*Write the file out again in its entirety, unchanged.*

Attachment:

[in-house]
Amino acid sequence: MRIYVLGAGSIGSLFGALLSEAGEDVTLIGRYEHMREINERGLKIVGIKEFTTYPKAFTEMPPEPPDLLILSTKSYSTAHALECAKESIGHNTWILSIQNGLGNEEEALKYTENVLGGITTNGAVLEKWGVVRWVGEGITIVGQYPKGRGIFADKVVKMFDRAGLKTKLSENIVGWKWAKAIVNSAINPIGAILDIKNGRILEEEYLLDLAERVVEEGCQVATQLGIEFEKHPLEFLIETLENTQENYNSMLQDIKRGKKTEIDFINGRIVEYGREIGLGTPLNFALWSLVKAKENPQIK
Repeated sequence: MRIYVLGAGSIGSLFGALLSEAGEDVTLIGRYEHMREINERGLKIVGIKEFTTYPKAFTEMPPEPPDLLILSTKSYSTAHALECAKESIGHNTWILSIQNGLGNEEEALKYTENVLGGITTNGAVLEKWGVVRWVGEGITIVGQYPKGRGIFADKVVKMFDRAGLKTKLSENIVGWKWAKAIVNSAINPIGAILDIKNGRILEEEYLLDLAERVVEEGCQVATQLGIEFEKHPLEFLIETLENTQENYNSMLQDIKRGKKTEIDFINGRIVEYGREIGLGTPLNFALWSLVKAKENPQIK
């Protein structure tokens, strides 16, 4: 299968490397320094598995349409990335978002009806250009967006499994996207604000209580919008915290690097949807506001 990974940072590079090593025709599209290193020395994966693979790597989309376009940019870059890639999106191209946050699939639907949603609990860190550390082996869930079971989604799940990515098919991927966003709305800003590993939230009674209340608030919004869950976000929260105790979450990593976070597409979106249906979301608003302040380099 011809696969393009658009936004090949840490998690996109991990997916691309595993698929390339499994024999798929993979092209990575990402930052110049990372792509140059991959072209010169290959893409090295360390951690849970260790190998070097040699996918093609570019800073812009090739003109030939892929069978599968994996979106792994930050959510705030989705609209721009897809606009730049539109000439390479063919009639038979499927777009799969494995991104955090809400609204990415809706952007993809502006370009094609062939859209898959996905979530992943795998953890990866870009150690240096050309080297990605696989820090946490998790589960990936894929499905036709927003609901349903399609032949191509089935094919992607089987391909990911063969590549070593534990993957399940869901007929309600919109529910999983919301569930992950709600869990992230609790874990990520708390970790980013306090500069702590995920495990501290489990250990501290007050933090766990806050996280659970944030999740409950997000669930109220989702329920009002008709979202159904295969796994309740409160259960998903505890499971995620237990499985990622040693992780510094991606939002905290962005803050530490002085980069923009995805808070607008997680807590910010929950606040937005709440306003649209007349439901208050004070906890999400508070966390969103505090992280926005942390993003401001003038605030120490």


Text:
[in-house]
Amino acid sequence: MRIYVLGAGSIGSLFGALLSEAGEDVTLIGRYEHMREINERGLKIVGIKEFTTYPKAFTEMPPEPPDLLILSTKSYSTAHALECAKESIGHNTWILSIQNGLGNEEEALKYTENVLGGITTNGAVLEKWGVVRWVGEGITIVGQYPKGRGIFADKVVKMFDRAGLKTKLSENIVGWKWAKAIVNSAINPIGAILDIKNGRILEEEYLLDLAERVVEEGCQVATQLGIEFEKHPLEFLIETLENTQENYNSMLQDIKRGKKTEIDFINGRIVEYGREIGLGTPLNFALWSLVKAKENPQIK
Repeated sequence: MRIYVLGAGSIGSLFGALLSEAGEDVTLIGRYEHMREINERGLKIVGIKEFTTYPKAFTEMPPEPPDLLILSTKSYSTAHALECAKESIGHNTWILSIQNGLGNEEEALKYTENVLGGITTNGAVLEKWGVVRWVGEGITIVGQYPKGRGIFADKVVKMFDRAGLKTKLSENIVGWKWAKAIVNSAINPIGAILDIKNGRILEEEYLLDLAERVVEEGCQVATQLGIEFEKHPLEFLIETLENTQENYNSMLQDIKRGKKTEIDFINGRIVEYGREIGLGTPLNFALWSLVKAKENPQIK
């Protein structure tokens, strides 16, 4: 299968490397320094598995349409990335978002009806250009967006499994996207604000209580919008915290690097949807506001 990974940072590079090593025709599209290193020395994966693979790597989309376009940019870059890639999106191209946050699939639907949603609990860190550390082996869930079971989604799940990515098919991927966003709305800003590993939230009674209340608030919004869950976000929260105790979450990593976070597409979106249906979301608003302040380099 011809696969393009658009936004090949840490998690996109991990997916691309595993698929390339499994024999798929993979092209990575990402930052110049990372792509140059991959072209010169290959893409090295360390951690849970260790190998070097040699996918093609570019800073812009090739003109030939892929069978599968994996979106792994930050959510705030989705609209721009897809606009730049539109000439390479063919009639038979499927777009799969494995991104955090809400609204990415809706952007993809502006370009094609062939859209898959996905979530992943795998953890990866870009150690240096050309080297990605696989820090946490998790589960990936894929499905036709927003609901349903399609032949191509089935094919992607089987391909990911063969590549070593534990993957399940869901007929309600919109529910999983919301569930992950709600869990992230609790874990990520708390970790980013306090500069702590995920495990501290489990250990501290007050933090766990806050996280659970944030999740409950997000669930109220989702329920009002008709979202159904295969796994309740409160259960998903505890499971995620237990499985990622040693992780510094991606939002905290962005803050530490002085980069923009995805808070607008997680807590910010929950606040937005709440306003649209007349439901208050004070906890999400508070966390969103505090992280926005942390993003401001003038605030120490």